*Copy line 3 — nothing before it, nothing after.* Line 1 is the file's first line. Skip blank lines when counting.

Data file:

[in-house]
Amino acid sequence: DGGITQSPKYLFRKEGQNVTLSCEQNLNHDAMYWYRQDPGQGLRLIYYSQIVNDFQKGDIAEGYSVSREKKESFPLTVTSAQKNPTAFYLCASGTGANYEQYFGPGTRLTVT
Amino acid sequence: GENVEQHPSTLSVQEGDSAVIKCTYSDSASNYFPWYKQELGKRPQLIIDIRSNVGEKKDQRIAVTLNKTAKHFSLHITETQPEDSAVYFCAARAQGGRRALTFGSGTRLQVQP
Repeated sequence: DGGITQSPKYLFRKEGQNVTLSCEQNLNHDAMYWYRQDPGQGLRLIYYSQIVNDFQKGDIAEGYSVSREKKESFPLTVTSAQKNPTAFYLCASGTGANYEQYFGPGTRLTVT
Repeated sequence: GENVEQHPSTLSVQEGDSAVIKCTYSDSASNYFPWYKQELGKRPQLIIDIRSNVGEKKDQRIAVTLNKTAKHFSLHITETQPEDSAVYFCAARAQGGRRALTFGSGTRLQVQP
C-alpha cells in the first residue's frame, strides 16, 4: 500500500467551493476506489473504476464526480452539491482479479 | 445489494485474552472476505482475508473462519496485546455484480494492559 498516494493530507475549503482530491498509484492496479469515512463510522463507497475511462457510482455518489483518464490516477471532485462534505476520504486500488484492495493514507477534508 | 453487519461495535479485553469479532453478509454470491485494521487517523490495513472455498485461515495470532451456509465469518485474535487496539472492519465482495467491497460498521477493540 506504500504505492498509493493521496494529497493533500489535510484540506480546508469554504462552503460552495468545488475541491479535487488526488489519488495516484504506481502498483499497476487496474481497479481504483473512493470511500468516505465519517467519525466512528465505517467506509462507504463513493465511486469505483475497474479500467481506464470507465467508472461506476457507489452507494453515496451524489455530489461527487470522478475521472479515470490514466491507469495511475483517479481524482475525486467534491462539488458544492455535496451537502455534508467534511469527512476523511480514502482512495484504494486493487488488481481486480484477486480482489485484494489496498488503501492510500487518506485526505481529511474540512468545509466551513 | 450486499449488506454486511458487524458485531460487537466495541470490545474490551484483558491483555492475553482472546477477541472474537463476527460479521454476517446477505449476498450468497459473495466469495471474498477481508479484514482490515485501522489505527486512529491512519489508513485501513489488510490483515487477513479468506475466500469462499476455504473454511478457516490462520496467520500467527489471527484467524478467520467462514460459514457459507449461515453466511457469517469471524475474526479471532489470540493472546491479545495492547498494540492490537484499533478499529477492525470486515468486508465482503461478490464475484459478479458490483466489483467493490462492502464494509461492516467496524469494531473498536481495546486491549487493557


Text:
Amino acid sequence: GENVEQHPSTLSVQEGDSAVIKCTYSDSASNYFPWYKQELGKRPQLIIDIRSNVGEKKDQRIAVTLNKTAKHFSLHITETQPEDSAVYFCAARAQGGRRALTFGSGTRLQVQP